Bed of justice ( French Hist. ), the throne ( F. lit bed ) occupied by the king when sitting in one of his parliaments ( judicial courts ); hence, a session of a refractory parliament, at which the king was present for the purpose of causing his decrees to be registered. -- To be brought to bed, to be delivered of a child; -- often followed by of; as, to be brought to bed of a son. -- To make a bed, to prepare a bed; to arrange or put in order a bed and its bedding. -- From bed and board ( Law ), a phrase applied to a separation by partial divorce of man and wife, without dissolving the bonds of matrimony. If such a divorce ( now commonly called a judicial separation ) be granted at the instance of the wife, she may have alimony.
- Bed, v. t. [imp. & p. p. Bedded; p. pr. & vb. n. Bedding.]
1. To place in a bed. [Obs.] Bacon.
2. To make partaker of one's bed; to cohabit with.
I'll to the Tuscan wars, and never bed her. Shak.
3. To furnish with a bed or bedding.
4. To plant or arrange in beds; to set, or cover, as in a bed of soft earth; as, “to bed the roots of a plant in mold”.
5. To lay or put in any hollow place, or place of rest and security, surrounded or inclosed; to embed; to furnish with or place upon a bed or foundation; as, “to bed a stone; it was bedded on a rock”.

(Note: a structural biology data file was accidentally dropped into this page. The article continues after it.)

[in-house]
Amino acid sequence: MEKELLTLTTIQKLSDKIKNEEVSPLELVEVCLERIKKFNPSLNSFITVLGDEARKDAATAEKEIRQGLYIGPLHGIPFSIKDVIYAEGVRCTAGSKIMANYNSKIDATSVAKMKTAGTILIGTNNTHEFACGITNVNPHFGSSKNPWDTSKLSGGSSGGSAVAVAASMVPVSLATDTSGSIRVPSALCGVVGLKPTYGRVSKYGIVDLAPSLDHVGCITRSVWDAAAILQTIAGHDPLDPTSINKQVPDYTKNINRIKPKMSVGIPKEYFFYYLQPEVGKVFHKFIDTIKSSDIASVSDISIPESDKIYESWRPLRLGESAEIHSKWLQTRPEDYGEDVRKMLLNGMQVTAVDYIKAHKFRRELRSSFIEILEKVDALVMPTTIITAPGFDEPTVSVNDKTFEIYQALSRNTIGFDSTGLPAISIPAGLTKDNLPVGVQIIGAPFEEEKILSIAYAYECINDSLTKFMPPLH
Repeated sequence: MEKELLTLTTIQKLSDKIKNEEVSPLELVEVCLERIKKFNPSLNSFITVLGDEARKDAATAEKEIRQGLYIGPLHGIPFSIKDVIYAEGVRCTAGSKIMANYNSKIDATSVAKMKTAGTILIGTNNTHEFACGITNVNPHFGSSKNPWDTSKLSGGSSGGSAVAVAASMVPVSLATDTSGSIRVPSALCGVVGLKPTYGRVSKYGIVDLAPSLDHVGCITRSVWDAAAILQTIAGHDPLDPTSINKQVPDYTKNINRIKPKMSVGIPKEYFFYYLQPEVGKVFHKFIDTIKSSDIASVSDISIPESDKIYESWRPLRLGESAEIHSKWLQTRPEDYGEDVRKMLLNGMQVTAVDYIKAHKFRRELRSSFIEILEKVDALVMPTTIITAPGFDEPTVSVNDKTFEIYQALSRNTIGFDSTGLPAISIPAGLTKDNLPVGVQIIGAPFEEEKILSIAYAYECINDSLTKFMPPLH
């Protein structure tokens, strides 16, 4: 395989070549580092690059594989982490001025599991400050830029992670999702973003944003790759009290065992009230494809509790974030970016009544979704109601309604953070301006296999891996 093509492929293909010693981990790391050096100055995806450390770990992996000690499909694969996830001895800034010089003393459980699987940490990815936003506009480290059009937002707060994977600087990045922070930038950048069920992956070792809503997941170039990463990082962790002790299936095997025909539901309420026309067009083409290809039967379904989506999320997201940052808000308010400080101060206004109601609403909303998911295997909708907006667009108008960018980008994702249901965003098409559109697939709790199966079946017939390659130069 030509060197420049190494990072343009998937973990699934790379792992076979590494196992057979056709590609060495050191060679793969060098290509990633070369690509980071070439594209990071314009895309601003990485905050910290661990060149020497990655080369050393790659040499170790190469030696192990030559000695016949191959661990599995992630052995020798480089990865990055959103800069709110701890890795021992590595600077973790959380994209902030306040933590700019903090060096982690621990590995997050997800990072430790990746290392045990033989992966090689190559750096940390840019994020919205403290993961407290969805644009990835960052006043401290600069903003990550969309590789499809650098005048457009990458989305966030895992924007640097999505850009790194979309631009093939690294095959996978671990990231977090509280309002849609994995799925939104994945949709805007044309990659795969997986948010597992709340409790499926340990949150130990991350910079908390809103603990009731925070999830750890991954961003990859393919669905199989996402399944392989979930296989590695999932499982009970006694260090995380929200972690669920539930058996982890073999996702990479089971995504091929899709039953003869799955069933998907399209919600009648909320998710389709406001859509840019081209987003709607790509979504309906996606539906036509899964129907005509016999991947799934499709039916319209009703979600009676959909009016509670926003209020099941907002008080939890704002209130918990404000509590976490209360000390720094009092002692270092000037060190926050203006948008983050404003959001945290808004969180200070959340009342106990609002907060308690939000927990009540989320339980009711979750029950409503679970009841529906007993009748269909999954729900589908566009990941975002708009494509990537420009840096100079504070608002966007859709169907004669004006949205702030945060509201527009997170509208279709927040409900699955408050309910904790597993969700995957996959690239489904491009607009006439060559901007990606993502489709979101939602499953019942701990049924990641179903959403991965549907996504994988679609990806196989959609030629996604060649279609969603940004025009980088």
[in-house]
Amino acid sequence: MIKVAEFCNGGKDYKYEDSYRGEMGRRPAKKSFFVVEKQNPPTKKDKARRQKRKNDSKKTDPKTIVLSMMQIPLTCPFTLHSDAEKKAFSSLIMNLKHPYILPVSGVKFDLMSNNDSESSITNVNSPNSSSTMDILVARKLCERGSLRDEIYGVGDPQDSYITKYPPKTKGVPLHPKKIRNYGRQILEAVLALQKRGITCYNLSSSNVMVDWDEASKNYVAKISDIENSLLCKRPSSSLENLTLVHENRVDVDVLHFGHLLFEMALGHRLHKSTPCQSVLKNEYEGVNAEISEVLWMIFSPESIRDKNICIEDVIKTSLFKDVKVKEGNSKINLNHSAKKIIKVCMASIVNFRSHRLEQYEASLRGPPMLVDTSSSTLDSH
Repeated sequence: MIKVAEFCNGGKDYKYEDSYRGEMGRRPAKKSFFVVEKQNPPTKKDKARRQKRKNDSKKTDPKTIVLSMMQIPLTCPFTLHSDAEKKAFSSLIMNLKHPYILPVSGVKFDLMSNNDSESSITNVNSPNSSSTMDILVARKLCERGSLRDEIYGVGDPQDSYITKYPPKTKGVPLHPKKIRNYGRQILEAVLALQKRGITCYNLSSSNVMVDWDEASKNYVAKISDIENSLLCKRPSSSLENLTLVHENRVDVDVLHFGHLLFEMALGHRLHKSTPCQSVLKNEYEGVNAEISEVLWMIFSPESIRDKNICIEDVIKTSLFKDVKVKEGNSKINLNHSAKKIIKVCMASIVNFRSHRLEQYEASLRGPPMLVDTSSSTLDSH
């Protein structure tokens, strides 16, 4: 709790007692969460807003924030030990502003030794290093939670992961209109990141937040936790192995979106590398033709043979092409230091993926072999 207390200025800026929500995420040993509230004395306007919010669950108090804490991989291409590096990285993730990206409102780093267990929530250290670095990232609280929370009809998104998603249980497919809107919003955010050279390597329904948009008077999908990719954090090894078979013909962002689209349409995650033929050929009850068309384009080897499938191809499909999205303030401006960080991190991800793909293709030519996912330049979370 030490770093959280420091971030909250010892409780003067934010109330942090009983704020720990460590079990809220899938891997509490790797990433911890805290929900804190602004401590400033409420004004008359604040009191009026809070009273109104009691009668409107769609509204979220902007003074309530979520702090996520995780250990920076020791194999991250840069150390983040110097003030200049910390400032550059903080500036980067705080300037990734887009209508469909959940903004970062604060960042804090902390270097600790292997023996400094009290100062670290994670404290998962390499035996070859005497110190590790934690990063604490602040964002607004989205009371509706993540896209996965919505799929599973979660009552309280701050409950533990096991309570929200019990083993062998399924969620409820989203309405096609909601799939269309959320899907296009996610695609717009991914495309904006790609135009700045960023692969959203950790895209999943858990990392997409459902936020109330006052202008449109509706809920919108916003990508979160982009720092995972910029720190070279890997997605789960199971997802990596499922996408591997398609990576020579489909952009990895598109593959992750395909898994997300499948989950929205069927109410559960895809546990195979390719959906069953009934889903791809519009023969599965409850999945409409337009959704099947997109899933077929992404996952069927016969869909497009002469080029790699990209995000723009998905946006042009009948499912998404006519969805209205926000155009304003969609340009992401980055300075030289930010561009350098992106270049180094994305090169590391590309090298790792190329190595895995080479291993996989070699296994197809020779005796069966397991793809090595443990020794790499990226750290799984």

Among all chains or clusters of mountains where large bodies of still water are bedded. Wordsworth.
6. ( Masonry ) To dress or prepare the surface of stone ) so as to serve as a bed.
7. To lay flat; to lay in order; to place in a horizontal or recumbent position. “Bedded hair.” Shak.
- Bed v. i. To go to bed; to cohabit.
If he be married, and bed with his wife. Wiseman.
From Middle English bed, from Old English bedd ( “bed, couch, resting-place; garden-bed, plot” ), from Proto-Germanic *badjan ( “bed” ). Cognate with Scots bed, bede ( “bed” ), North Frisian baad, beed ( “bed” ), West Frisian bêd ( “bed” ), Dutch bed ( “bed” ), German Bett ( “bed” ), Swedish bädd ( “bed” ), Icelandic beður ( “bed” ). Former suggestions of a relationship with Indo-European roots for 'to dig' are not generally accepted, because there are few, if any, cultures known to dig out beds, rather than to build "pads" .
bed ( plural: beds )
By Wiktionary ( 2011/03/20 05:33 UTC Version )
Explanation of bed by Wordnet Dictionary
Definition of bed by GCIDE Dictionary